The 7-zip benchmark shows a rating of MIPS (million instructions per second). The rating value is calculated from the measured speed, and it is normalized with the results of the Intel Core 2 CPU with a multi-threading option switched off. So, if you have a modern CPU from Intel or AMD, rating values in single-thread mode must be close to real CPU frequency. There are two tests, compression with the LZMA method and decompression with the LZMA method. Once the total passes reach 100, the score is taken.
SiSoft Sandra Lite
Sandra Lite is a free version of SiSoft’s Sandra testing suite. Sandra Lite is a synthetic benchmark program that has its own set of system memory-specific benchmarks. Aggregated scores of the Memory bandwidth performance in Gigabytes per second and Memory Transaction Throughput in total throughput per second are measured (higher is better).
ASUS ROG Realbench
ROG Realbench is an open-source program, designed to test your PC as it would run in real-world scenarios. It’s a semi-synthetic testing suite that collects four different programs and can perform controlled runs of each related to image editing (GIMP), video encoding (Handbrake H.264), OpenCL (Luxmark), and Heavy Multitasking (Combination of all three at the same time). Specifically, the test I ran was the image editing benchmark to gauge memory performance.
3DMARK Time Spy
3DMark is a computer benchmarking tool created and developed by Futuremark used to determine the performance of a computer’s 3D graphics rendering and CPU workload processing capabilities. It does this through a series of graphics and physics and or CPU tests.
Software Testing of Lexar Hades DDR4 3600 32GB
The Lexar Hades is compatible with major motherboard brands that support Asus Aura Sync, Gigabyte RGB 2.0, MSI Mystic Light, and ASRock Polychrome Sync. You can control your RGB through the motherboard software or Lexar’s RGB software.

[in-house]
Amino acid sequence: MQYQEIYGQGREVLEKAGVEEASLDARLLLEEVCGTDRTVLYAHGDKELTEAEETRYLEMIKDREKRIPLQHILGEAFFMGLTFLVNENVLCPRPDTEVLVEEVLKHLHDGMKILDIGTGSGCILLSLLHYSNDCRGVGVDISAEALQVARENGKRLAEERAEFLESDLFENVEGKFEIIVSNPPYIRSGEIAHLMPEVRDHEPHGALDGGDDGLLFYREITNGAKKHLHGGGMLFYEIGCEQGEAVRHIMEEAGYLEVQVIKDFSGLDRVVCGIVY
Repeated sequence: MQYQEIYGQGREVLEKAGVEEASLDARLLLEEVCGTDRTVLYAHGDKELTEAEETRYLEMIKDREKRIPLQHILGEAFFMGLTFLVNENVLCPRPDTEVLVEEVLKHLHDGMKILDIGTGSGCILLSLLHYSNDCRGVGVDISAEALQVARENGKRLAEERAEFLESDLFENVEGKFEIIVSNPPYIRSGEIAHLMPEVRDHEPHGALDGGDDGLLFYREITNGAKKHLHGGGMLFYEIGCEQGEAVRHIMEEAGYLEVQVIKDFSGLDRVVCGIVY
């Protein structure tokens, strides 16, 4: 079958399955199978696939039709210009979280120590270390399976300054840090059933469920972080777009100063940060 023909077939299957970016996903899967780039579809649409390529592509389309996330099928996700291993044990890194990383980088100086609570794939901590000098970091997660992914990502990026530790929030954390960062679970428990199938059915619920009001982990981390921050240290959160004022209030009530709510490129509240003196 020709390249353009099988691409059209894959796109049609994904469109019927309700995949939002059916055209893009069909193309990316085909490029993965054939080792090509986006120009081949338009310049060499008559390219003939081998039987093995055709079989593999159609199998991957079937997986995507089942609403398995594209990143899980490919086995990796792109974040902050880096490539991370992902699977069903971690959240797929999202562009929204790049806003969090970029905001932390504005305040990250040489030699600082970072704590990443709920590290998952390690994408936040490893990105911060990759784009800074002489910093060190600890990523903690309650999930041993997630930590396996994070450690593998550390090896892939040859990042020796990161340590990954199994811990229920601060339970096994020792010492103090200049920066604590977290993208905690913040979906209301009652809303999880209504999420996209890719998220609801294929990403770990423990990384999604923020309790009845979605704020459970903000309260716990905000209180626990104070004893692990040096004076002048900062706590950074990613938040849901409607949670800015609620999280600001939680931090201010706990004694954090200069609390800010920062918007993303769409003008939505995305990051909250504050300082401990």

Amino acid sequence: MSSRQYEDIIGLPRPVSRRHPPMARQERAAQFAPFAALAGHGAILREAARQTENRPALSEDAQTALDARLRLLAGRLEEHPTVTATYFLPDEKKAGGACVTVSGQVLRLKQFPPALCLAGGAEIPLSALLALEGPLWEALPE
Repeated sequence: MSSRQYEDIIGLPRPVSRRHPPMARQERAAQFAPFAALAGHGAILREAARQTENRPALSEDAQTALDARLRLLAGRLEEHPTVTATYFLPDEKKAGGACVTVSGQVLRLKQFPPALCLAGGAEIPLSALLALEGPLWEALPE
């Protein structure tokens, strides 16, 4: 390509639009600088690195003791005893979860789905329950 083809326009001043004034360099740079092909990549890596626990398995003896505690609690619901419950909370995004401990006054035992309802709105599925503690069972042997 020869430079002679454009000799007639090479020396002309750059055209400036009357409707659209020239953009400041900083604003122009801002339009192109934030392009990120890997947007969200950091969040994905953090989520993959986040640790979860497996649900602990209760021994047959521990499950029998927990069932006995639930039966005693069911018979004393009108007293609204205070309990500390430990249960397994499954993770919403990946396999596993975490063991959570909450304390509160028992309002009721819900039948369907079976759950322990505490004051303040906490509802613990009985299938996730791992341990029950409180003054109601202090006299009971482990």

The software can be downloaded from Lexar’s website as it is not included with the RAM kit.
After installing the software, the Memory modules show up in the Lexar app and are ready to be customized. There are many pre-set customization to choose from. And if you want to get even more in-depth, you can customize the color of the individual LEDs and their patterns.
Lexar Ares RGB DDR4 Final Thoughts
The Lexar’s ARES RAM kit is designed to be used by Gamers and Content Creators. The RGB functions of the kit are very cool and highly customizable. What I liked in this kit is the ability to sync up the RGB to the motherboard and other devices in my system. If you like RGB and looking for a good set of RAM modules then ARES might be a good pick. The ARES can be purchased in White and Black modules, so you can choose between these two colors to match your build. What I do find odd is that ARES only comes in a 16GB capacity. So if you looking for a higher-capacity kit, look elsewhere. For example, Hades RGB by Lexar comes in 32,16,16 kits and 8GB modules.
Overclocking the Lexar DDR4 ARES Memory and pushing RAM speeds higher made my system crash and unstable. From what I saw from the benchmarks is that the Lexar ARES DDR4 Memory is extremely stable, at stock settings, but not easily overclockable. I tried to push the Lexar ARES DDR4 Memory for better timings but with very little positive change. Recently Lexar has announced ARES in a DDR5 format and I am curious if the overclocking ability of the new generation would be better. Currently, ARES RGB DDR4 is priced at about $110 USD and I strongly feel that it is a good price point for this kit for someone that wants a stable system and is not concerned about overclocking.